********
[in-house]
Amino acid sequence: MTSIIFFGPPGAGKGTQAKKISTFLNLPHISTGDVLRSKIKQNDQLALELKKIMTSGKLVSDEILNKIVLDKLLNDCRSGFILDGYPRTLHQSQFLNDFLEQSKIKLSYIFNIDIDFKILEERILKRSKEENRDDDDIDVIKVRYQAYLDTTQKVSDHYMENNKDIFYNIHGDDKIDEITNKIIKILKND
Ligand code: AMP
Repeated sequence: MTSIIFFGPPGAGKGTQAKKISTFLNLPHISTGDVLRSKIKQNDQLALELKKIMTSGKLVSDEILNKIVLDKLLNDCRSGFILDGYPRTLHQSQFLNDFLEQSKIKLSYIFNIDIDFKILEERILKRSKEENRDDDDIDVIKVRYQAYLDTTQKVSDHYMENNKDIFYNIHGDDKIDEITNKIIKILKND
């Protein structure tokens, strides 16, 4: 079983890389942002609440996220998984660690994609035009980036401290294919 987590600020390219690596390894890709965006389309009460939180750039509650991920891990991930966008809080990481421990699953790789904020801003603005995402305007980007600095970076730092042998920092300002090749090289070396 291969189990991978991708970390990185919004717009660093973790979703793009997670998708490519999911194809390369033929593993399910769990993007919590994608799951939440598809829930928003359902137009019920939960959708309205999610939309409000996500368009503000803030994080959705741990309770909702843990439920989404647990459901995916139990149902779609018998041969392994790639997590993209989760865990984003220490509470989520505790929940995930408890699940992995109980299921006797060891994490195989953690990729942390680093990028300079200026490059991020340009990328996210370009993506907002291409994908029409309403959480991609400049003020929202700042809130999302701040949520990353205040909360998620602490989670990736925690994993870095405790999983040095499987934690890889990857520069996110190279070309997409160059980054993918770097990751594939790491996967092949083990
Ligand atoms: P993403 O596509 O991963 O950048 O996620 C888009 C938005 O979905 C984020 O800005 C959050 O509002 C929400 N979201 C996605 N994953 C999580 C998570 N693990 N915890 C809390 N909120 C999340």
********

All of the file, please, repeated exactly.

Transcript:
[in-house]
Amino acid sequence: MTSIIFFGPPGAGKGTQAKKISTFLNLPHISTGDVLRSKIKQNDQLALELKKIMTSGKLVSDEILNKIVLDKLLNDCRSGFILDGYPRTLHQSQFLNDFLEQSKIKLSYIFNIDIDFKILEERILKRSKEENRDDDDIDVIKVRYQAYLDTTQKVSDHYMENNKDIFYNIHGDDKIDEITNKIIKILKND
Ligand code: AMP
Repeated sequence: MTSIIFFGPPGAGKGTQAKKISTFLNLPHISTGDVLRSKIKQNDQLALELKKIMTSGKLVSDEILNKIVLDKLLNDCRSGFILDGYPRTLHQSQFLNDFLEQSKIKLSYIFNIDIDFKILEERILKRSKEENRDDDDIDVIKVRYQAYLDTTQKVSDHYMENNKDIFYNIHGDDKIDEITNKIIKILKND
């Protein structure tokens, strides 16, 4: 079983890389942002609440996220998984660690994609035009980036401290294919 987590600020390219690596390894890709965006389309009460939180750039509650991920891990991930966008809080990481421990699953790789904020801003603005995402305007980007600095970076730092042998920092300002090749090289070396 291969189990991978991708970390990185919004717009660093973790979703793009997670998708490519999911194809390369033929593993399910769990993007919590994608799951939440598809829930928003359902137009019920939960959708309205999610939309409000996500368009503000803030994080959705741990309770909702843990439920989404647990459901995916139990149902779609018998041969392994790639997590993209989760865990984003220490509470989520505790929940995930408890699940992995109980299921006797060891994490195989953690990729942390680093990028300079200026490059991020340009990328996210370009993506907002291409994908029409309403959480991609400049003020929202700042809130999302701040949520990353205040909360998620602490989670990736925690994993870095405790999983040095499987934690890889990857520069996110190279070309997409160059980054993918770097990751594939790491996967092949083990
Ligand atoms: P993403 O596509 O991963 O950048 O996620 C888009 C938005 O979905 C984020 O800005 C959050 O509002 C929400 N979201 C996605 N994953 C999580 C998570 N693990 N915890 C809390 N909120 C999340």